One study found that participants’ physical activity level and the total amount of energy they expended gradually declined throughout their adult lives.3 Participants’ total energy expenditure dropped by about 150 calories per decade.

 

A person’s metabolism might not be the only thing causing weight gain. Less than 5% of adults take part in 30 minutes of physical activity per day, the Department of Health & Human Services (HHS) reports.4 Too little exercise combined with an excess of calories from saturated fat, refined grains and sodium, common in a typical American diet, may make gaining weight difficult to avoid.

 

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Try this: To help maintain your metabolism, build muscle mass by engaging in strength training. You can try body weight exercises, like push-ups and planks, or using gym equipment to add difficulty. Realistically, says Rodriquez, increasing your muscle mass may create a small change in the number of calories your body can burn while at rest. The biggest benefit of increasing your muscle mass? Being able to do more physical activity than you could before. Building your muscles allows you to do more intense exercise, which can burn more calories than low-intensity exercise.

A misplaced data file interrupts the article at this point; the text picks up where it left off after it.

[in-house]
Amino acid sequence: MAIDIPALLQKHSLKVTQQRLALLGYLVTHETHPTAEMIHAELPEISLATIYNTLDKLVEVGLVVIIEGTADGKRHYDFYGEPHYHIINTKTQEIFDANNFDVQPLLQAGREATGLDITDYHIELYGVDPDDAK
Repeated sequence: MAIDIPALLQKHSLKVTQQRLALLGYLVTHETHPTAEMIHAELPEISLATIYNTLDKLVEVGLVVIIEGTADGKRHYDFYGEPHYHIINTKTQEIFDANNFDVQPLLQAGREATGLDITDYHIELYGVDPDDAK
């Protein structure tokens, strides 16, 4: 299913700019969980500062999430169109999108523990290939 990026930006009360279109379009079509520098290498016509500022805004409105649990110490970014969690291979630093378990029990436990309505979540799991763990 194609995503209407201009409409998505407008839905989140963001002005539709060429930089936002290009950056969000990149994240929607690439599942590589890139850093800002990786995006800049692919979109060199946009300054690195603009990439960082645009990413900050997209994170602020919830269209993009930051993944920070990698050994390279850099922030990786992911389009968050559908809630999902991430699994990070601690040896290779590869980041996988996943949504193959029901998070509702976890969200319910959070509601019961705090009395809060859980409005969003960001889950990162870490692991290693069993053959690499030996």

Metabolism Myth #2: “Slim” people naturally have better metabolisms.

Looks can be deceiving. Even if people appear to be in shape, that doesn’t mean they have a “fast” metabolism. A person with more lean mass (bone, connective tissue and muscle) burns more calories than someone with less lean mass.5 Consider an athlete and a non-athlete who weigh the same — the athlete is more active and will burn significantly more calories, while the non-athlete is likely less active and may have more body fat.

 

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Try this: If weight loss is your goal, developing healthy lifestyle habits will put you on the path to success. No matter your body type or weight, everyone can benefit from eating nutritious meals, following the appropriate portion sizes, and taking part in physical activity, Rodriquez says.

Metabolism Myth #3: Skipping meals can jump-start metabolism.

Photo by Engin Akyurt on Pexels
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Without the right nutrients, your metabolism can’t function at its best, and your body may start feeling the adverse effects. Skipping meals may affect your health in many ways, including having low energy, or even gaining weight, says Rodriquez.

 

“If you skip breakfast, you might be so hungry at lunch that you accidentally overeat,” she explains. “Avoid getting into a cycle of meal skipping and potentially overeating by spreading your meals out over the course of the day. Healthy snacks can also help curb hunger pangs without disrupting your weight loss.”  

 

Fueling your body with healthy meals helps to keep everything running smoothly, so don’t skip meals — enjoy them!

 

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Try this: Take time to eat breakfast — it may help to support your weight loss and your body’s natural circadian rhythms. If you’re following Jenny Craig, we do all the hard work for you, so you won’t need to calculate your BMR or even count calories. With Jenny Craig, you’ll eat six times each day — three meals and three snacks — perfectly portioned to help support your goals.